Throughout modern history, astronauts in spaceflight have been shown to experience frequent bacterial and viral infections. Flow cytometry has therefore been used in numerous studies to elucidate how specific changes in immune cell populations may be responsible for this immune dysfunction.
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An overview of flow cytometry
Flow cytometry (FC) is a widely applied analytical technique that utilizes, typically with wavelengths of either 488, 642, 532 or 405 nanometers (nm), lasers to scan and evaluate suspended cells and other particle types. Typically, fluorescent antibodies and/or dyes are used to treat the cell samples and allow for the identification and separation of cells tagged with specific surface proteins, intracellular markers or other cell targets.
When flow cytometry is used for blood analysis, several different staining steps are usually required, which include white blood cell (WBC) segregation, red blood cell (RBC) lysis and sample fixation. Whereas clinical blood analyses will often utilize specialized hematology instruments to acquire complete blood counts (CBC), flow cytometry for cell culture analysis can be used to measure various levels of immune cell function.
How the immune system functions
Any immune response is achieved by the numerous cell types that comprise the immune system that function to protect an organism against potentially harmful pathogens like bacteria and viruses. The first line of defense is provided by both the physical and chemical composition of barriers like the skin and mucus and the enzymes and acidic chemicals that comprise them.
Comparatively, the second line of defense, otherwise referred to as the innate immune system, is made up of immune cells known as phagocytes that are present within various body tissues and primarily function to eliminate pathogenic species from the body.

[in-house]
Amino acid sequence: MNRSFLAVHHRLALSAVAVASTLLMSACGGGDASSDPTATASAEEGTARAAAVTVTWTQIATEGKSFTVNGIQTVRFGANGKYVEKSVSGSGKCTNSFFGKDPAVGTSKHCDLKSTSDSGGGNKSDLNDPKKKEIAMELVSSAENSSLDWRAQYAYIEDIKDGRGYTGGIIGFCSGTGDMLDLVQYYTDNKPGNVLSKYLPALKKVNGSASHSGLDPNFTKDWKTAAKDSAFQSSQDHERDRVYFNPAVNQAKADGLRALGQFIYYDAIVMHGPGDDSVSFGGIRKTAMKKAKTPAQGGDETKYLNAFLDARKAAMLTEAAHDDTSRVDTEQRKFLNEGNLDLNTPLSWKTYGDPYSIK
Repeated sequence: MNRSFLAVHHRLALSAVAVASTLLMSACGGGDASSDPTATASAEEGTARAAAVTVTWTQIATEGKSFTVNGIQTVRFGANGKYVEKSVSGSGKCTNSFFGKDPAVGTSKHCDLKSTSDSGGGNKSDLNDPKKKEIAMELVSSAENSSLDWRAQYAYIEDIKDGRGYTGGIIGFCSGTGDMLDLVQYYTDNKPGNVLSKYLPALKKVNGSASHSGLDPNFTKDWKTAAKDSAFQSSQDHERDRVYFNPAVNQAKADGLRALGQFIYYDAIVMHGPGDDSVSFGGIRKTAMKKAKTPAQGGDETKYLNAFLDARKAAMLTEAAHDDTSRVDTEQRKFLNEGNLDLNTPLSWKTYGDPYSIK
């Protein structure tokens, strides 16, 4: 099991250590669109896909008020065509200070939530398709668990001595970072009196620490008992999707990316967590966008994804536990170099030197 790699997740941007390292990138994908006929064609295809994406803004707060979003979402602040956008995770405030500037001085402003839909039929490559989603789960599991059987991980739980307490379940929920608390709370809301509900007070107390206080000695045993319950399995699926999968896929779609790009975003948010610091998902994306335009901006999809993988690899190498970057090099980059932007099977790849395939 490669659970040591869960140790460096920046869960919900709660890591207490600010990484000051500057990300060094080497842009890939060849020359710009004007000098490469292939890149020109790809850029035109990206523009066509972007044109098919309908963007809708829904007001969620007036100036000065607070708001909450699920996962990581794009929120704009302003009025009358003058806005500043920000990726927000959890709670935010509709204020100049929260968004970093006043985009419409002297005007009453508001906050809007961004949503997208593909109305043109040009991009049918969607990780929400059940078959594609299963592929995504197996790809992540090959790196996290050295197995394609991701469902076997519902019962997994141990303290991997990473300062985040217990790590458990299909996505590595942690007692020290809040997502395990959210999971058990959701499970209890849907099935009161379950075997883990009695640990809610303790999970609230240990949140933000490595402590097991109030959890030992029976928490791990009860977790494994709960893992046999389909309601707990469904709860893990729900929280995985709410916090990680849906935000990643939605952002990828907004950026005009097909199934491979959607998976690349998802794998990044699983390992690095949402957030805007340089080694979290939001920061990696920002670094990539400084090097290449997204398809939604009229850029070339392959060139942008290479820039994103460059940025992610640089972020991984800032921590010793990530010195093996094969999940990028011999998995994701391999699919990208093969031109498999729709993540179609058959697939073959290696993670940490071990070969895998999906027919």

Immune dysregulation with spaceflight
Since the first Apollo mission in 1969, more than 50% of astronauts embarking on trips to space have suffered from some type of bacterial or viral infection. The myriad of factors contributing to negligent immune responses, which include stress, microgravity and radiation exposure, have been found to contribute to this phenomenon.
Despite its continued recurrence in astronauts, little work has been successful in elucidating the clinical significance of this immune dysregulation.
Monitoring alterations in immune system function
Several different flow cytometry techniques have been used to determine any differences that may exist in the immune cell measurements of astronauts prior, during and immediately following spaceflight. Flow cytometry has been proven to be an ideal analytical technique for these types of studies has a result of its relative ease of operation for knowledgeable users, high reliability and wide range of applicable assays.
One of the most common applications of flow cytometry for such spaceflight studies has involved measuring the distribution of peripheral blood leukocyte cell populations. Typically, such alterations in leukocyte distribution can be clinically significant.